Finally, CXCL10 not only exerts a direct apoptosis-promoting effect on neurons and glial cells but also recruits CD4+ T lymphocytes secreting various cytotoxic molecules such as IFNγ and TNFα to induce apoptosis of neurons and glial cells [135-137].

The Role of CXCL10 in the Complications of SCI

Studies have shown that there is a certain correlation between CXCL10 and neuropathic pain, joint inflammation, dysfunction of the genitourinary system, and pressure sores after SCI.

Neuropathic Pain

More than 70% of patients suffer from pain after SCI, and about 40% of patients experience chronic nerve pain. The pain can last for years and significantly impact the physical and emotional functions and quality of life [138-140].

Neuropathic pain has not been sufficiently researched to identify the underlying mechanisms. Some studies have shown that nerve root damage may lead to sprouting of spinal cord fibers and activation of primary afferent fibers, causing allodynia and hyperalgesia [141, 142]. Several recent clinical studies have found that inflammatory cytokines and chemokines play an important role in the development and persistence of neuropathic pain. Statistical analysis of the relationship between CXCL10 levels and pain in patients with SCI shows that CXCL10 concentrations are positively associated with pain intensity [23]. Patients with constant or increased CXCL10 over time have an increased risk of pain at one-year post-injury [23]. Therefore, CXCL10 has the potential to serve as a biomarker of pain development in SCI patients. In recent years, many studies have recognized that the interaction between CXCL10 and CXCR3 can participate in neuropathic pain in both the spinal cord and brain [55, 126, 143-148]. In rats with SCI, CXCL10 and CXCR3 are significantly expressed in the spinal cord, and CXCL10 / CXCR3 interaction is directly involved in neuropathic pain by regulating the ERK signaling pathway [55].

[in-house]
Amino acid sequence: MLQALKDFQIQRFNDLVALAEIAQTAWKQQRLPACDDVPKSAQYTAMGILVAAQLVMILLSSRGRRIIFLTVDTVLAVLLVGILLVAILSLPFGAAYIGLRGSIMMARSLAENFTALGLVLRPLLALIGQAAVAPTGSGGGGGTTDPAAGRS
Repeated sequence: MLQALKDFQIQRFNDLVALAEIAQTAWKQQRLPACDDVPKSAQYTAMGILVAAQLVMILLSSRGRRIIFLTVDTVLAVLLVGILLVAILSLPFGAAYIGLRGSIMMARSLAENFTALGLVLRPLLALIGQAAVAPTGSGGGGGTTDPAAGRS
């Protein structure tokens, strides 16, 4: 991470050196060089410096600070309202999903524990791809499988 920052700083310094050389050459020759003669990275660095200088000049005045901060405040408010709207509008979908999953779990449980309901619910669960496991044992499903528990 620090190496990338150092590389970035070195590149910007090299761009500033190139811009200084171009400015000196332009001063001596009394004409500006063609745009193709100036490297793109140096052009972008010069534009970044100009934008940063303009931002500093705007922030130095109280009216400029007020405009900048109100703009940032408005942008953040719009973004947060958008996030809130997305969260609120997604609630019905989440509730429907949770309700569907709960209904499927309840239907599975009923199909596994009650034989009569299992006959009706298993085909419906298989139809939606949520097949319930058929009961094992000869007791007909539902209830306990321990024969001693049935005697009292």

In addition to its role at the site of injury, CXCL10 / CXCR3 interaction is also involved in the emotional process of pain by aberrant activation of the anterior cingulate cortex (ACC), which is part of the limbic system in the frontal region of the cingulate cortex. The pain involves affective, sensory, and cognitive dimensions [143], and neuronal activity in this structure can lead to an aversive emotion to noxious stimuli [144, 145]. One study suggests that CXCR3 can be increased by enhanced interaction between C / EBPα and DNA demethylation post-injury and activated by CXCL10 to maintain neuropathic pain, via the downstream pERK pathway, causing hyperalgesia [146, 147]. And the CXCR3 inhibitor AMG487 or (±)-NBI-74330 can significantly improve the pain threshold and can reduce neuropathic pain [55, 148]. Another study showed that only CXCL10 increases excitatory synaptic transmission and the risk of pain onset, and it also exacerbates existing pain in mice with SCI. In contrast, CXCL9 and CXCL11, the same subfamily chemokines jointly binding to CXCR3, can enhance both excitatory and inhibitory synaptic transmission without exacerbating pain [126]. These combined data suggest an excellent application prospect of anti-CXCL10 means in the treatment of neuropathic pain after SCI.

Joint Inflammation

Inflammations, heterotopic ossifications, and fibrosis have been observed in the joints following SCI [149]. In recent years, most studies on joint complications after SCI focus on heterotopic ossification with an incidence rate of 10-53%. Its clinical presentations include pain, fever, redness, swelling of surrounding tissues, and limited joint movements, followed by the formation of ectopic bones in the periarticular connective tissues [150].